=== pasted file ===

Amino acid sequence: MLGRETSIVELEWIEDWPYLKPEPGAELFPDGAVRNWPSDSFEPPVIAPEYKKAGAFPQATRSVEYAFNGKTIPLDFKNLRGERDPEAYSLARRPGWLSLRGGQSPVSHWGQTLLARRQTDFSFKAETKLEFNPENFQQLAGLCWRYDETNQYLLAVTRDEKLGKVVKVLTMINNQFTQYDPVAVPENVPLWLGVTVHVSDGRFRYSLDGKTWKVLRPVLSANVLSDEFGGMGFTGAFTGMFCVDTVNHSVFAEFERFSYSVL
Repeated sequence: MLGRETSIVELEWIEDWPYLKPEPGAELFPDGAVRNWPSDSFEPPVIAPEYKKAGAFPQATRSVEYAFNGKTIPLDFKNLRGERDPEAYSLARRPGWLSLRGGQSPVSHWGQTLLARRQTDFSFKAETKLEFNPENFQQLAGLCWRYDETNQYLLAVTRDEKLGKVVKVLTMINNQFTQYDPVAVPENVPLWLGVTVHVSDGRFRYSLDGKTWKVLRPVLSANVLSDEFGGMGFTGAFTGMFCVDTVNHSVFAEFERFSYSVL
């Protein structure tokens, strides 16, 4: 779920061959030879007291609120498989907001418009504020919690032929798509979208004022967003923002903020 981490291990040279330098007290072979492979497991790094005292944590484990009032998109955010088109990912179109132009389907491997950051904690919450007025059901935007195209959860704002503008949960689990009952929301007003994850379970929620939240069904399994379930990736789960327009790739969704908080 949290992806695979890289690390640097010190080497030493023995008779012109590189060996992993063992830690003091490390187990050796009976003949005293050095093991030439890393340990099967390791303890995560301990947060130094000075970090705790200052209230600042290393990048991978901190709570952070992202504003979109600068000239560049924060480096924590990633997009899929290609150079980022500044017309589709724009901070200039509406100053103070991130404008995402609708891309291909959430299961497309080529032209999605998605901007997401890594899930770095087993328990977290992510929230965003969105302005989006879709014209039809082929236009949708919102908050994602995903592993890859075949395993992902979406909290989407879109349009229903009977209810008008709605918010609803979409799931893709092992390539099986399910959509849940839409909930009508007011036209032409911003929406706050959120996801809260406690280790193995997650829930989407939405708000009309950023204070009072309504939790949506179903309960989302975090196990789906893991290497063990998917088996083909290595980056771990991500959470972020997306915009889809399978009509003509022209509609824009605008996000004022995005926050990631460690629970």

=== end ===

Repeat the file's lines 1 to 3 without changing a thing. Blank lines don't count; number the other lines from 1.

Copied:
Amino acid sequence: MLGRETSIVELEWIEDWPYLKPEPGAELFPDGAVRNWPSDSFEPPVIAPEYKKAGAFPQATRSVEYAFNGKTIPLDFKNLRGERDPEAYSLARRPGWLSLRGGQSPVSHWGQTLLARRQTDFSFKAETKLEFNPENFQQLAGLCWRYDETNQYLLAVTRDEKLGKVVKVLTMINNQFTQYDPVAVPENVPLWLGVTVHVSDGRFRYSLDGKTWKVLRPVLSANVLSDEFGGMGFTGAFTGMFCVDTVNHSVFAEFERFSYSVL
Repeated sequence: MLGRETSIVELEWIEDWPYLKPEPGAELFPDGAVRNWPSDSFEPPVIAPEYKKAGAFPQATRSVEYAFNGKTIPLDFKNLRGERDPEAYSLARRPGWLSLRGGQSPVSHWGQTLLARRQTDFSFKAETKLEFNPENFQQLAGLCWRYDETNQYLLAVTRDEKLGKVVKVLTMINNQFTQYDPVAVPENVPLWLGVTVHVSDGRFRYSLDGKTWKVLRPVLSANVLSDEFGGMGFTGAFTGMFCVDTVNHSVFAEFERFSYSVL
């Protein structure tokens, strides 16, 4: 779920061959030879007291609120498989907001418009504020919690032929798509979208004022967003923002903020 981490291990040279330098007290072979492979497991790094005292944590484990009032998109955010088109990912179109132009389907491997950051904690919450007025059901935007195209959860704002503008949960689990009952929301007003994850379970929620939240069904399994379930990736789960327009790739969704908080 949290992806695979890289690390640097010190080497030493023995008779012109590189060996992993063992830690003091490390187990050796009976003949005293050095093991030439890393340990099967390791303890995560301990947060130094000075970090705790200052209230600042290393990048991978901190709570952070992202504003979109600068000239560049924060480096924590990633997009899929290609150079980022500044017309589709724009901070200039509406100053103070991130404008995402609708891309291909959430299961497309080529032209999605998605901007997401890594899930770095087993328990977290992510929230965003969105302005989006879709014209039809082929236009949708919102908050994602995903592993890859075949395993992902979406909290989407879109349009229903009977209810008008709605918010609803979409799931893709092992390539099986399910959509849940839409909930009508007011036209032409911003929406706050959120996801809260406690280790193995997650829930989407939405708000009309950023204070009072309504939790949506179903309960989302975090196990789906893991290497063990998917088996083909290595980056771990991500959470972020997306915009889809399978009509003509022209509609824009605008996000004022995005926050990631460690629970």